I’ve noticed that in this country, we do focus a lot on punishment and much less on rehabilitation. Can this person be rehabilitated? I don’t know. I don’t know all the facts but there is a possibility that he had some serious mental issues that could be fixed (once again, I have no evidence for this, just throwing out a possible scenario).

    Also, was it all of his fault? I heard some stories about his university counselor reporting him, but no one followed up because he already left. Not pointing fingers at anyone, but just giving an example of how this maybe might’ve been prevented. Also, what was his childhood like? His parents? Did he go through some incredibly traumatic experience that left him emotionless and revengeful for example?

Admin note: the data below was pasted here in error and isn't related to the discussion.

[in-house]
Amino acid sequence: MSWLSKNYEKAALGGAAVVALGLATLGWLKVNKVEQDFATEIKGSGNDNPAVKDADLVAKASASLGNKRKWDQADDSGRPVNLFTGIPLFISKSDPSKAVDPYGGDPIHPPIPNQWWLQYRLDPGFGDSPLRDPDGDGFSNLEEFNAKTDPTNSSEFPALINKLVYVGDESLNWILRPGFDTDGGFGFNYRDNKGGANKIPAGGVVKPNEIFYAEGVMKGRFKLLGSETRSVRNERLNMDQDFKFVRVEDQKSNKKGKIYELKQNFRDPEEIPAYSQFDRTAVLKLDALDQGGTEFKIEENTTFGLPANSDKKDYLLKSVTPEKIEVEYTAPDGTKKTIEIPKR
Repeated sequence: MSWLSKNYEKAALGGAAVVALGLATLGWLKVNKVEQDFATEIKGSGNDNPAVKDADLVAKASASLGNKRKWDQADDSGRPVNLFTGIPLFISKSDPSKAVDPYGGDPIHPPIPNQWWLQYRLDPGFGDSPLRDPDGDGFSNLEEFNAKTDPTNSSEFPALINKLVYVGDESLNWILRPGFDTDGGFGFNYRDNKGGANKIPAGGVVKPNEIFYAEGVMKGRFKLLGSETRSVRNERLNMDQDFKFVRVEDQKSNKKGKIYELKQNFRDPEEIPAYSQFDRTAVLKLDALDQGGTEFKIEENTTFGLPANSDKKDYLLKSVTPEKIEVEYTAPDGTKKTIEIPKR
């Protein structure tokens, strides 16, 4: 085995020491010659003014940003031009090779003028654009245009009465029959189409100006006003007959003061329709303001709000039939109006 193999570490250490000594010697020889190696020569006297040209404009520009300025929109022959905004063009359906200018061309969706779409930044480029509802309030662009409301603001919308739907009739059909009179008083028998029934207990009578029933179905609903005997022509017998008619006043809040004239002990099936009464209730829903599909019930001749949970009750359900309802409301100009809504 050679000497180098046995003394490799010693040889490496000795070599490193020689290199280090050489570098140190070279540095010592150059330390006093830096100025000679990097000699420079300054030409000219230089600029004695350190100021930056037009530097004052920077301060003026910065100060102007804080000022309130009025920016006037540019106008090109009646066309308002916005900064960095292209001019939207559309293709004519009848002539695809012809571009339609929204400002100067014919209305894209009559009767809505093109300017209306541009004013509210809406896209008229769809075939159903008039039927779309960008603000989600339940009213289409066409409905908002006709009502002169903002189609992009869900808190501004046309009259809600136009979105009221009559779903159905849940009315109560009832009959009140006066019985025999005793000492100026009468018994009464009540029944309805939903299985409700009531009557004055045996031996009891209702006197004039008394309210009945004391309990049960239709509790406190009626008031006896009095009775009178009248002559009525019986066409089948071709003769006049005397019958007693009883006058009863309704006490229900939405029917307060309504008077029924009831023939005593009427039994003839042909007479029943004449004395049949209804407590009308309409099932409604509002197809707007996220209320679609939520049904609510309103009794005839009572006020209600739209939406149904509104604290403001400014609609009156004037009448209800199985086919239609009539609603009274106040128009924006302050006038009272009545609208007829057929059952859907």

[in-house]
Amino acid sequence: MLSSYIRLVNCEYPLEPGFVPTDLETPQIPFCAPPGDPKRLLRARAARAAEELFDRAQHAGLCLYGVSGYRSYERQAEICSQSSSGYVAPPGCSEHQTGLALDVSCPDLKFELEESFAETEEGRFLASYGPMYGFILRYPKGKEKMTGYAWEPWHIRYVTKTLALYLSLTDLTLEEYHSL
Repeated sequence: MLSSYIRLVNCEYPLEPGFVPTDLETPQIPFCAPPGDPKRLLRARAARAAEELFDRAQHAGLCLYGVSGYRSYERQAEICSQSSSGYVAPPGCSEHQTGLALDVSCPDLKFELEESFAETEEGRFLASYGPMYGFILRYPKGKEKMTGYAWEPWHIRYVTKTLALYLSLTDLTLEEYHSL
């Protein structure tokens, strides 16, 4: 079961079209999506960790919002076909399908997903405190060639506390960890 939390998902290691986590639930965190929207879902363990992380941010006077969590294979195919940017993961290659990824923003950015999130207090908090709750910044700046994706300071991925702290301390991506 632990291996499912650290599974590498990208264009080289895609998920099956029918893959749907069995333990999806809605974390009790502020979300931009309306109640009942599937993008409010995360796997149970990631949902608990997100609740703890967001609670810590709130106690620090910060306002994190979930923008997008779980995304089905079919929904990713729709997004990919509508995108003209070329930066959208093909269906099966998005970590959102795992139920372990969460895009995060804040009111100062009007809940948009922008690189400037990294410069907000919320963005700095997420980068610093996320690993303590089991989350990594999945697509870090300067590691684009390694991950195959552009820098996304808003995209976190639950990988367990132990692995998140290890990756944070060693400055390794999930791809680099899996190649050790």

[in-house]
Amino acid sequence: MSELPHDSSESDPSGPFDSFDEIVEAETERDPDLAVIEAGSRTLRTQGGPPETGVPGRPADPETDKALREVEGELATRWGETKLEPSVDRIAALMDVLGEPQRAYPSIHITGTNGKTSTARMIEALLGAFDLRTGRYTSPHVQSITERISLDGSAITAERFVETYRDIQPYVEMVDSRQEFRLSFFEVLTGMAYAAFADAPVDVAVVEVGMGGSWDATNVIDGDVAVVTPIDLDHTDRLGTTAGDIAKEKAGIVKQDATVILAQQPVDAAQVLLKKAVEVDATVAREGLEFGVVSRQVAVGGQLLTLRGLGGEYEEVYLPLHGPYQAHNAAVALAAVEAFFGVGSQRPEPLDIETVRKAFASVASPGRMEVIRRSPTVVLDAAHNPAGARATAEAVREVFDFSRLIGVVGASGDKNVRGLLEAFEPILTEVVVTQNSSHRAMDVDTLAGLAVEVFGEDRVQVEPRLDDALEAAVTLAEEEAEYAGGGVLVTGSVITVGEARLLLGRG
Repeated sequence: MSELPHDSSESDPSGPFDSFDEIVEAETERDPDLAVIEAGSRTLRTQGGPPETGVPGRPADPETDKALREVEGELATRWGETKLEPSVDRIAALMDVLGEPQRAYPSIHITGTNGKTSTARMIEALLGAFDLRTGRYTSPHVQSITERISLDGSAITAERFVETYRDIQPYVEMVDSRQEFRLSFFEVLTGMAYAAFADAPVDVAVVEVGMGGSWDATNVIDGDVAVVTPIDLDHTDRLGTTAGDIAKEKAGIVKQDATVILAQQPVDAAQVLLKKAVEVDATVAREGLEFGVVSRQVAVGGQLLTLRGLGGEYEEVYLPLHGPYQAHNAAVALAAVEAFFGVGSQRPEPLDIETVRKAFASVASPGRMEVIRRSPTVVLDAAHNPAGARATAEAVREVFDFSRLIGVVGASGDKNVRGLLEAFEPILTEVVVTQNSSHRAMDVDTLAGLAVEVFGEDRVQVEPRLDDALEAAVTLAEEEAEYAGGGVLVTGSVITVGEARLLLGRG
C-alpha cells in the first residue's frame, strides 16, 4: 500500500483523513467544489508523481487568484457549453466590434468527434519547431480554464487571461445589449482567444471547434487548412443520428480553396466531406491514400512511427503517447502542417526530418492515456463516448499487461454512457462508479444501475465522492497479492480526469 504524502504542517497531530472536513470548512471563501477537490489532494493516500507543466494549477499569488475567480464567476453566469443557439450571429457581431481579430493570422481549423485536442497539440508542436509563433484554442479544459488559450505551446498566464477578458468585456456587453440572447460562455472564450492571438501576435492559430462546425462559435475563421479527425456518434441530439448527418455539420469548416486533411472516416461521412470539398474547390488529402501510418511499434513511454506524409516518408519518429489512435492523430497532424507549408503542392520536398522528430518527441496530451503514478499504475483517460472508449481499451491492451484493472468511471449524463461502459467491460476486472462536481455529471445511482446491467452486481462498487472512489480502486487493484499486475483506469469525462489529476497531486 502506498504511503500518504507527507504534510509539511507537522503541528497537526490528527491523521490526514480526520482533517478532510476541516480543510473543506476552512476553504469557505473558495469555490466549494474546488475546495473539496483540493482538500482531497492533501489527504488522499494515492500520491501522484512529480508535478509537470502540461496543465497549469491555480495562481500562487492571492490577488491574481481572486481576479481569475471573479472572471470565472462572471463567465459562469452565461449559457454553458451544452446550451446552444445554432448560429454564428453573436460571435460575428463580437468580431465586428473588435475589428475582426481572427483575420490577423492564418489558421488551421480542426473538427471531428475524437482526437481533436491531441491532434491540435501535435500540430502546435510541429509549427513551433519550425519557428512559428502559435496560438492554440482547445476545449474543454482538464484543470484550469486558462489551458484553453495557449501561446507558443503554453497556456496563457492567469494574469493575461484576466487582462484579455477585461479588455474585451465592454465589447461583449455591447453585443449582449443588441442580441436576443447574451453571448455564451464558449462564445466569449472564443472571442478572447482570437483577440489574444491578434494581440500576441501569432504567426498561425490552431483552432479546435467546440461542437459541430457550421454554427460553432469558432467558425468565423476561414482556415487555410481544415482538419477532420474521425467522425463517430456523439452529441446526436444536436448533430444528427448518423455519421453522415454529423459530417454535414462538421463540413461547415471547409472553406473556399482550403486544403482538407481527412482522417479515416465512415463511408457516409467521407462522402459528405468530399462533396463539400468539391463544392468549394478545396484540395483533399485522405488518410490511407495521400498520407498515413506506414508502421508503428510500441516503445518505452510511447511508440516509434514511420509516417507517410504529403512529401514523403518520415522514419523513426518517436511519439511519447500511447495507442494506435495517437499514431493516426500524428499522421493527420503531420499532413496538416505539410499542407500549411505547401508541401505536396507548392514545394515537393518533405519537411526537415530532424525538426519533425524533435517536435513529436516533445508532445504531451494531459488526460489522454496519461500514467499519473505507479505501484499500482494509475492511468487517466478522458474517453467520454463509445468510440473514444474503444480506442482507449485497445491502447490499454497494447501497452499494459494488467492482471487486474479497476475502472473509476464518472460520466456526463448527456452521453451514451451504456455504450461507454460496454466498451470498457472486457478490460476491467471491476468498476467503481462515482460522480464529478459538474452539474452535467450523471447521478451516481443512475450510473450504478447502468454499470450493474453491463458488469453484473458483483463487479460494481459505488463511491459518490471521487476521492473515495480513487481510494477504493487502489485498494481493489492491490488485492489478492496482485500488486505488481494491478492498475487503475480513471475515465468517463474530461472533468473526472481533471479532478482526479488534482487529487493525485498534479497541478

Getting answers to these kind of questions will, in my opinion, do far more good than sentencing this man to death.

    I bring this up because this somewhat reminded me of Sam Harris’ book ‘Free Will’. He made an interesting argument as to why none of us truly have any free will. And it just made me think that punishing people like that isn’t not going to change them and it just doesn’t do any good.

    Finally, I only asked about the point of punishment, because I wonder (and I might be completely wrong): does the cultural notion of severely punishing people have some basis in religions? As atheists, rationalists, humanists, I think we should ask ourselves whether there are better ways to serve humanity/society than by finding the worst punishment possible.

    I can’t say  for sure if he’ll never contribute to society or make any amends. He might be able to. Though if we let him languish at death row, he might not. What’s really an insult to his victims is us never asking ‘how to fix the system?’ or at the very least ‘does the system needs fixing’. Hearing some people (not on this blog though, just in general) say ‘shit like this will always happen, can’t do much about it except fry the guy’ sounds like the worst insult to his victims